18th November 1940

German forces confiscated Guernsey’s radios

When the war started to turn against Germany, the decision was made – in 1942 – to confiscate all of the private radios on Guernsey. However, this wasn’t the first time that the wireless sets had been taken. Two years earlier, in November 1940, they had been taken for the first time after Hubert Nicolle had become stranded on the island gathering information.

The significance of confiscating the radios apparently wasn’t lost on those whose sets were taken away. Ruth Ozanne kept comprehensive diaries throughout the occupation. In Life in Occupied Guernsey, edited by William Parker, she writes,

Alas! My wireless was taken away this morning leaving a horrible blank. Anyhow we know how well the Greeks are doing and how they are threatening Coritza. We have also heard of the great British victory by the navy Air Arm over the Italian fleet at Taranto. So we feel very cheerful. Sir Philip Joubert, too, was most heartening in his last talk. We think it is a healthy sign that we are not allowed our wireless as the Germans cannot afford to let their men hear the truth as so many of them have been listening to the British news.

By the 21st she was “missing our wireless horribly”. On the 23rd, “all sorts of rumours are about now that we have no wireless”. The most serious of these, perhaps, was the one that England itself was saying that victory was “uncertain”.

The truth will out

If the Germans wanted to control the flow of information through the confiscation, it certainly looked like they’d succeeded – at least in the early days.

However, the problem for the German authorities wasn’t so much the locals listening to the news, but their own men. Ozanne noted that the troops were dissatisfied by what they were hearing, which she looked upon as some form of recompense for the loss of the radios.

The problem, of course, was that without hearing the stories from a reliable authority like the BBC, there was no way of knowing whether the tidbits that were passed around from person to person were true.

Of course, this was rectified later in the occupation with the establishment of GUNS, the Guernsey Underground News Sheet, which contained summaries of the BBC news that had been gathered via an illicit radio. Unfortunately, the team behind the news-sheet was betrayed, arrested and deported to prisons in mainland Europe.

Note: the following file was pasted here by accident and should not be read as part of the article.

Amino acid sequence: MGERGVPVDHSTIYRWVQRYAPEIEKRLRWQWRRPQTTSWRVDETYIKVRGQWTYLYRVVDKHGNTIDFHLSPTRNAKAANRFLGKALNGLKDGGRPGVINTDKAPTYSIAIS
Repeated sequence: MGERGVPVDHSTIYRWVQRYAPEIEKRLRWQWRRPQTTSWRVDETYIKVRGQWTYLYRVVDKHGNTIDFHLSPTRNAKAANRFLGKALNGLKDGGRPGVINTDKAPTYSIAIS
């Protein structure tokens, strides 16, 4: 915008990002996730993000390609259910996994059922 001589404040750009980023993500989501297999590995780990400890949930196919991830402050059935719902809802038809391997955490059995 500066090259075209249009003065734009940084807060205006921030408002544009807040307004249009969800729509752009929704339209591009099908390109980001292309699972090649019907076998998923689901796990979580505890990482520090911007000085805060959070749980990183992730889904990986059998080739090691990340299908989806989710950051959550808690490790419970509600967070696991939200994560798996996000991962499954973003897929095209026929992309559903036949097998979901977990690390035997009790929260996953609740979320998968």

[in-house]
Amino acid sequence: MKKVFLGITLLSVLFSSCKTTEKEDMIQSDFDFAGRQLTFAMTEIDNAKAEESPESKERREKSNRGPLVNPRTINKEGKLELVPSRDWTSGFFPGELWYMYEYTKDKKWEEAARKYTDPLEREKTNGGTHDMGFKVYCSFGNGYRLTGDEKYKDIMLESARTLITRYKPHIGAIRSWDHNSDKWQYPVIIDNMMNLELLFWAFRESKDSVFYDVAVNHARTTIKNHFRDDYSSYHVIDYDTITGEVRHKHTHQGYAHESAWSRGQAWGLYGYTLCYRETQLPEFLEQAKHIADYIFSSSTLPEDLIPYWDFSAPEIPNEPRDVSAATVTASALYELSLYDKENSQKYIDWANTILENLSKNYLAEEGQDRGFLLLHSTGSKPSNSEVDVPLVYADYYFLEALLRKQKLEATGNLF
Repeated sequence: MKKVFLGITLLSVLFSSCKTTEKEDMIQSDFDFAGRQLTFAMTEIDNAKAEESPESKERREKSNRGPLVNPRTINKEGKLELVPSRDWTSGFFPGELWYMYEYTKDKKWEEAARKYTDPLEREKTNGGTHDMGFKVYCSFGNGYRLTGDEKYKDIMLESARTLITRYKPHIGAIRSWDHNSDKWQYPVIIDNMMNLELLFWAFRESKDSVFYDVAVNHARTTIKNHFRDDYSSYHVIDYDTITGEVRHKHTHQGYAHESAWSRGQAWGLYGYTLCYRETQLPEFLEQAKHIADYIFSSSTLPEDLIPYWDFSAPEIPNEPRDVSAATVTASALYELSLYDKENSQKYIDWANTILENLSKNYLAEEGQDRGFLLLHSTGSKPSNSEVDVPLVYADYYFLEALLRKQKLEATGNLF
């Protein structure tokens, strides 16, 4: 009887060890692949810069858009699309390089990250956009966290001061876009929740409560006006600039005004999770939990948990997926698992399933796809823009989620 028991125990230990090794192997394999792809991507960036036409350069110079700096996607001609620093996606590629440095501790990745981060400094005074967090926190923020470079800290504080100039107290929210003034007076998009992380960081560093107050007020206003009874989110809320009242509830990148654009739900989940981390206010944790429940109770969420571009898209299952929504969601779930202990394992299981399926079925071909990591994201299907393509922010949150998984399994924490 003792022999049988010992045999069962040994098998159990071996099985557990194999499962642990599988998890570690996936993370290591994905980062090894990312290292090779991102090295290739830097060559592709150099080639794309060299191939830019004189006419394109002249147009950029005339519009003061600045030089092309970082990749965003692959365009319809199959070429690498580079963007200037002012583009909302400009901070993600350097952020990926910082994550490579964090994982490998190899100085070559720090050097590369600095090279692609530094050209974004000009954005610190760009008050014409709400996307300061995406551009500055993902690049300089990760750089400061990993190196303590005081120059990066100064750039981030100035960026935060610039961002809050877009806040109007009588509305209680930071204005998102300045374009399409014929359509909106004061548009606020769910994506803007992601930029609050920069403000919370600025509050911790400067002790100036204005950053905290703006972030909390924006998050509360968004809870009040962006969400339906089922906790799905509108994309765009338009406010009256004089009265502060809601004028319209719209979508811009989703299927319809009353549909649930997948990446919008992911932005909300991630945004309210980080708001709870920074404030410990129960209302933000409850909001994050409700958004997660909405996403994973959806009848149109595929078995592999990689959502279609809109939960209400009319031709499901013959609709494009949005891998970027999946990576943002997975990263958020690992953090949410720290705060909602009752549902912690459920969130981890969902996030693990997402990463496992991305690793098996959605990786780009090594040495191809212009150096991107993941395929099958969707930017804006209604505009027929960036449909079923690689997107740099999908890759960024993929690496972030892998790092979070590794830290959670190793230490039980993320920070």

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Other events that occured in November

Car plane air crash caused airport fireball 1st
A hospital worker stood accused of murder 2nd
Sark’s vineyards were vandalised 3rd
The original Torteval church was consecrated 4th
Sibyl Beaumont married Robert Hathaway 5th
The papers were excited by a Guernsey execution 6th
The States agrees to pay the Bailiff 7th
States of Guernsey hired its first independent vet
The Little Theatre was reprieved… for a while 8th
Guernsey was declared free of cholera 9th
Guernsey optician Specsavers was founded 10th
The court considered a Guernsey porn dealer’s testimony 11th
Guernsey Yacht Club was founded 12th
Guernsey aimed for equal adoption rights 13th
Jethou’s tenant fell off his own cliff 14th
Dad’s Army actor John le Mesurier died 15th
A Guernsey recruit regretted signing up 16th
Horticultural painter William Caparne was born 17th
German forces confiscated Guernsey’s radios 18th
A plane crashed on Crevichon 19th
Sark featured in the music charts 20th
Guernsey recruits caused concern in Parliament 21st
First Guernsey competitor took part in Miss World 22nd
A Lancaster bomber crashed on Sark 23rd
Sark women get the right to inherit 24th
Spanish flu arrived on Guernsey 25th
Guernsey held its first full marathon 26th
Admiral Thomas Le Marchant Gosselin died 27th
HMS Boreas sank at Hanois 28th
Radio station Contact 94 went off the air 29th
Royal Guernsey Light Infantry memorial was unveiled 30th